You can map normal methods to attributes or operations. Read-only, write-only and read-write and boolean attributes are supported. Internal setter and getter method names do not have to follow the Java bean standard but can be any method (with one parameter for a setter and no parameter, but a return type for a getter).

And that’s not all; you can even externalize the names and descriptions and use the standard Java ResourceBundle features to localize the names and descriptions.

So it is possible to present the administration interface in the same language your application or server is running with.

Simply specify a standard Java ResourceBundle name in the JMXBean annotation and then specify name and description keys on the elements:

        public class MyBean {
           int level = 0;
           @JMXBeanAttribute(nameKey="level", descriptionKey="levelDescription")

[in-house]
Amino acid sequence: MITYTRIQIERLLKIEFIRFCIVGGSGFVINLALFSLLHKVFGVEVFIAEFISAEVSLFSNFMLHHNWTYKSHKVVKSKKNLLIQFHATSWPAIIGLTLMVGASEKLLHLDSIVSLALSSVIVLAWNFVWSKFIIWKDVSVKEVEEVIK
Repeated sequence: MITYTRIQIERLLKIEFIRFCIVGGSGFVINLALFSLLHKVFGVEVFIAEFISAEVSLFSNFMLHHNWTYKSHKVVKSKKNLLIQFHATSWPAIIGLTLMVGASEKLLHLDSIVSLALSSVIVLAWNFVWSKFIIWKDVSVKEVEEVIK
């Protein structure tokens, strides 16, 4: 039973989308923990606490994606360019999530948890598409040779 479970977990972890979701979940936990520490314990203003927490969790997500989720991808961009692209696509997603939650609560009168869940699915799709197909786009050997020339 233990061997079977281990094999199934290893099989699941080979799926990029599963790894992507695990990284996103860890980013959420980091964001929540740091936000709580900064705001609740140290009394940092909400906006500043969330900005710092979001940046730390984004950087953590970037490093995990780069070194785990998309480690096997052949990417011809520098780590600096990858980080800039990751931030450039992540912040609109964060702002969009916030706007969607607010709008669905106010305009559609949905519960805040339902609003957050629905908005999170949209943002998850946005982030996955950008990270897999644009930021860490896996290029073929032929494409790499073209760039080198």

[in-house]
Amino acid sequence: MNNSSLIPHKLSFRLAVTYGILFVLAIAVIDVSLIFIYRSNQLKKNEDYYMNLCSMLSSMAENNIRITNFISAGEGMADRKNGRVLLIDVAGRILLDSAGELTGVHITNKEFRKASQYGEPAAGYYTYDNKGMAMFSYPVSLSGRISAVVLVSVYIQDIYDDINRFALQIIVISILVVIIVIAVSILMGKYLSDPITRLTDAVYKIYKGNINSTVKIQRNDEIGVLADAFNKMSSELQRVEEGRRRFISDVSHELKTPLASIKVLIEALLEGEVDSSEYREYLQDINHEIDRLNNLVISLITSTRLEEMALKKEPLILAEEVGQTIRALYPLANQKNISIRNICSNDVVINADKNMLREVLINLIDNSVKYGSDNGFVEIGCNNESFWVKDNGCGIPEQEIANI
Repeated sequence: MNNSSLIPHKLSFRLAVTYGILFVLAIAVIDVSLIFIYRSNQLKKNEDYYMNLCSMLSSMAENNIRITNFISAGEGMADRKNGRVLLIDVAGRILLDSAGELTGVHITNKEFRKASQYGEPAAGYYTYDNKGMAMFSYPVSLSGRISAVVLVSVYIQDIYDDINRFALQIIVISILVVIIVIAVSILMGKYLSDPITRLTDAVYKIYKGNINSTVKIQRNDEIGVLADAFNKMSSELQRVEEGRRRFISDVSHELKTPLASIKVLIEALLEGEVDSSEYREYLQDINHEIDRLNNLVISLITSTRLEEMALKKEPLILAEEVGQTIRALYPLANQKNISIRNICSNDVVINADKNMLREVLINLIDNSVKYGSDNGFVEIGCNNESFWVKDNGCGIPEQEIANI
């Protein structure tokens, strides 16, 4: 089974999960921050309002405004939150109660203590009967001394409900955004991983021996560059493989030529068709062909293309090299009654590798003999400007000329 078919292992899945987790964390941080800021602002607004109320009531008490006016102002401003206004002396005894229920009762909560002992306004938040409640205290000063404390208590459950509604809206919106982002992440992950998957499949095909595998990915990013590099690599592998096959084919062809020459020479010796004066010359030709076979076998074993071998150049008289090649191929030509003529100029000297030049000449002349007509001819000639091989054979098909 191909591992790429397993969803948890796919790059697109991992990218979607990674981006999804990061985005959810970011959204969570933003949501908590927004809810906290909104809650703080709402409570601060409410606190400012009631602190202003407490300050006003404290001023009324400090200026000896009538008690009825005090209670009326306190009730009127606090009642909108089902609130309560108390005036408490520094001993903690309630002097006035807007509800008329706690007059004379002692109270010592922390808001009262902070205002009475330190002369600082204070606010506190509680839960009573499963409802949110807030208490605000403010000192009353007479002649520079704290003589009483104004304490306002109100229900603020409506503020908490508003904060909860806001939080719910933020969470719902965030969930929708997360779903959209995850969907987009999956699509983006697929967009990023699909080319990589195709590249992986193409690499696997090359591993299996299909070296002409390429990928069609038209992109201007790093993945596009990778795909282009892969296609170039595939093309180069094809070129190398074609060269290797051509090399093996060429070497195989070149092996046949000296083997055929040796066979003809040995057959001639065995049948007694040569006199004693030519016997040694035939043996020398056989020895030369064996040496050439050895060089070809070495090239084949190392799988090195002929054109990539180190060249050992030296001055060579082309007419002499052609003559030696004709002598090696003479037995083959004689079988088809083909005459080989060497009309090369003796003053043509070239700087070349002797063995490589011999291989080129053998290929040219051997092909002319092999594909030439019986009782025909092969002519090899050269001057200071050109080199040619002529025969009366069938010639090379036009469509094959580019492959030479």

public int getLevel() {
               return level;

The wrapper will automatically load locale specific translations from the resource bundle during bean creation time. If no translation can be found, the standard names and descriptions will be used.
And how do you use the wrapper? Simply drop an instance of your annotated normal Java class to the constructor of JMXBeanWrapper and register it with the JMX server:

MyBean bean = new MyBean();
JMXBeanWrapper wrappedBean = new JMXBeanWrapper(bean);
MBeanServer mbs = ManagementFactory.getPlatformMBeanServer();
mbs.registerMBean(wrappedBean, new Objectname(",name=My Bean"));

That’s all!

I have placed the code of the wrapper on GitHub. Feel free to use it, all feedbacks are welcome. I published it under the MIT Open Source License.